Championship that backgammon lacks.) I remember seeing the complete
match score in some backgammon publication or other around '79-'80; the
machine didn't play as well as Villa did, but played pretty well nevertheless.
The statement that there are programs that play better than humans was
probably made by someone who heard something about the computer-vs.-Villa
match. It's false, anyway--the standard of play has improved considerably
since then, and there has been hardly any work on computer backgammon to
extend Berliner's very good work. A program called Expert Backgammon,
recently on the market and available through various backgammon organizations,
seems to play a halfway-decent-but-not-that-great game.
I think Berliner made the "8-9 mistakes" claim (or a similar one) in his
subsequent Scientific American article on his program, his methodology,
and the match. I'd bet the machine made more mistakes than that; I don't
think anyone but Berliner did the analysis you mention--at least, he didn't
say otherwise in his article. I don't think Berliner's a recognized expert;
I know that he claimed the machine made a brilliant move with a roll of 22
in the last game of the match, when in fact the move was a blunder. (The
machine won a hopeless race by throwing multiple sets of doubles; its 22
move facilitated racing. This caused some on-site expert commentators to
label the move a good one, and probably influenced Berliner's thinking about
it. I'll dig up the article and post my analysis of the position, if
anyone wants me to.)
Anyway, Berliner's article (June 1980 Scientific American, I think) is
well worth reading, especially for people wishing to develop strong
If I remember correctly, Berliner's old program BKG didn't
know how to double except in running games. I could be wrong.
BKG did not compete in any of the Computer Olympiads. In fact
BKG may not be runnable any more; I think it was written in
BLISS for the TOPS-20, and we don't have any of those at CMU
any more. Apologies to Dr. Berliner if I have this all wrong.
If anybody has a collection of master backgammon games on line,
it shouldn't be too hard to duplicate some of Tesauro's work.
(I know, the concept of duplicating experiments is foreign to
computer science.) Let me know if you have such a collection and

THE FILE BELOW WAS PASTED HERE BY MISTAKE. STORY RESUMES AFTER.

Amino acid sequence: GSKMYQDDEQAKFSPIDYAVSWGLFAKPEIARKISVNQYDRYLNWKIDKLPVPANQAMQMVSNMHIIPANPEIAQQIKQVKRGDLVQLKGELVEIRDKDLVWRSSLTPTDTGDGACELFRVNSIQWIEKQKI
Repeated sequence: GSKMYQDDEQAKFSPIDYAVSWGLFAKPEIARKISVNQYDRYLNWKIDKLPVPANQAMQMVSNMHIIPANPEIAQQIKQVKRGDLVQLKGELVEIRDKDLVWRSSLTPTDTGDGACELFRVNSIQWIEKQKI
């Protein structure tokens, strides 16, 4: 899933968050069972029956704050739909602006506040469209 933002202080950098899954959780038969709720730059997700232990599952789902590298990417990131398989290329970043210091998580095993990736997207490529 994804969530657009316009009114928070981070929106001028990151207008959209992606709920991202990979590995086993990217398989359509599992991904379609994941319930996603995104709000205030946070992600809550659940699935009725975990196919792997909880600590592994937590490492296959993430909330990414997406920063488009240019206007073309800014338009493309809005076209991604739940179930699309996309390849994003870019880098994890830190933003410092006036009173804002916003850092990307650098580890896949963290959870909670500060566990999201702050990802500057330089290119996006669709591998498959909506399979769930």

would like collaborate on this. We might need about 500 games.
One of the problems with trying to develop a world-champion
strength backgammon program is that it's hard to know which
of two good backgammon-playing entities is better. If neither makes
any sizeable mistakes, they might have to play thousands of times
before one can say with confidence which one is better.
-- Bert Enderton
>I don't know if any of you also subscribe to rec.games.board, but there is an
>interesting discussion about backgammon going on there. It has been claimed
>that there are computer backgammon programs which are better than any humans.
>Is this really the case? Can someone enlighten me on the state of computer
Ok, here's what "Inside Backgammon" has to say about
computer backgammmon. Reprinted without permission.
Typos are mine.
"The Gammon Press regularly benchmarks both portable (hand-held) backgammon
computers and backgammon software. Our procedure is to have a world-class
human player play a series of games (usually 100, but less in the case of
portable machines) against the computer program and record the results,
along with any informative comments on useful features, awkward features,
and program eccentricities, and any inability to follow the rules of
"The chief rating criteria is the program's expected loss per game. For
example, if the program lost 130 points against a human in 100 games, the
expected loss is -1.30 points per game. Obviously, the smaller the average
loss, the stronger the program. The results are summarized in the following
table under "Score".
Program Name Source Type Score Price
~~~~~~~~~~~~ ~~~~~~ ~~~~ ~~~~~ ~~~~~
Championship BG Spinnaker IBM-PC -0.66 $35
Expert Backgammon Komodo Macintosh -0.82 $70
Backgammon Odesta IBM-PC -1.20 $50
Video Gammon Baudville IBM-PC -1.61 $40
Sensory BG Scitek Portable -1.64 $129
Gammon Gakken Portable -12.40 $90
Gammon Pal Fidelity Portable -15.63 $80
Micro BG Fidelity Portable -15.63 $60
"As the table shows, Championship Backgammon represents the state of
the art in backgammon software, and it is, therefore, the only program